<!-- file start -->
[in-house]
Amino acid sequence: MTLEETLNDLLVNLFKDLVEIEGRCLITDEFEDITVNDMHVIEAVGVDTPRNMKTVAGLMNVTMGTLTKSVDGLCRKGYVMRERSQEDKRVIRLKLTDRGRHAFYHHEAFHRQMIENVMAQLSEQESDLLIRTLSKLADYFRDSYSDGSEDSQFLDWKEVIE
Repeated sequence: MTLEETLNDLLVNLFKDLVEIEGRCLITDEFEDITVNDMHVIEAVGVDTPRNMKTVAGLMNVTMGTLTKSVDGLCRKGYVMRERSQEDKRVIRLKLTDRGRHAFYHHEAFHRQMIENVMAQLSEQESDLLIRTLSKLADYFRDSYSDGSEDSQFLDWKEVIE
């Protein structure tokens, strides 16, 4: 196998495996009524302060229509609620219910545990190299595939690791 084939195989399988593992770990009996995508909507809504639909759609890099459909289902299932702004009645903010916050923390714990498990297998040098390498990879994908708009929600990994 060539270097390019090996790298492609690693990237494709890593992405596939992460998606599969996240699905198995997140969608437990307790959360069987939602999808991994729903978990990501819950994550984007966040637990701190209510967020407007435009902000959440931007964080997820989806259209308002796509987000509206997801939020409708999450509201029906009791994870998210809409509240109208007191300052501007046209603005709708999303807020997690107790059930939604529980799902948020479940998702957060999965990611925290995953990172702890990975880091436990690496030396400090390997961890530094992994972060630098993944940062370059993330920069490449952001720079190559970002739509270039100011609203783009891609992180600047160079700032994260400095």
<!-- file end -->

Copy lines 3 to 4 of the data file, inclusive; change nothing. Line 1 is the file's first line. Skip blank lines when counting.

Repeated sequence: MTLEETLNDLLVNLFKDLVEIEGRCLITDEFEDITVNDMHVIEAVGVDTPRNMKTVAGLMNVTMGTLTKSVDGLCRKGYVMRERSQEDKRVIRLKLTDRGRHAFYHHEAFHRQMIENVMAQLSEQESDLLIRTLSKLADYFRDSYSDGSEDSQFLDWKEVIE
């Protein structure tokens, strides 16, 4: 196998495996009524302060229509609620219910545990190299595939690791 084939195989399988593992770990009996995508909507809504639909759609890099459909289902299932702004009645903010916050923390714990498990297998040098390498990879994908708009929600990994 060539270097390019090996790298492609690693990237494709890593992405596939992460998606599969996240699905198995997140969608437990307790959360069987939602999808991994729903978990990501819950994550984007966040637990701190209510967020407007435009902000959440931007964080997820989806259209308002796509987000509206997801939020409708999450509201029906009791994870998210809409509240109208007191300052501007046209603005709708999303807020997690107790059930939604529980799902948020479940998702957060999965990611925290995953990172702890990975880091436990690496030396400090390997961890530094992994972060630098993944940062370059993330920069490449952001720079190559970002739509270039100011609203783009891609992180600047160079700032994260400095």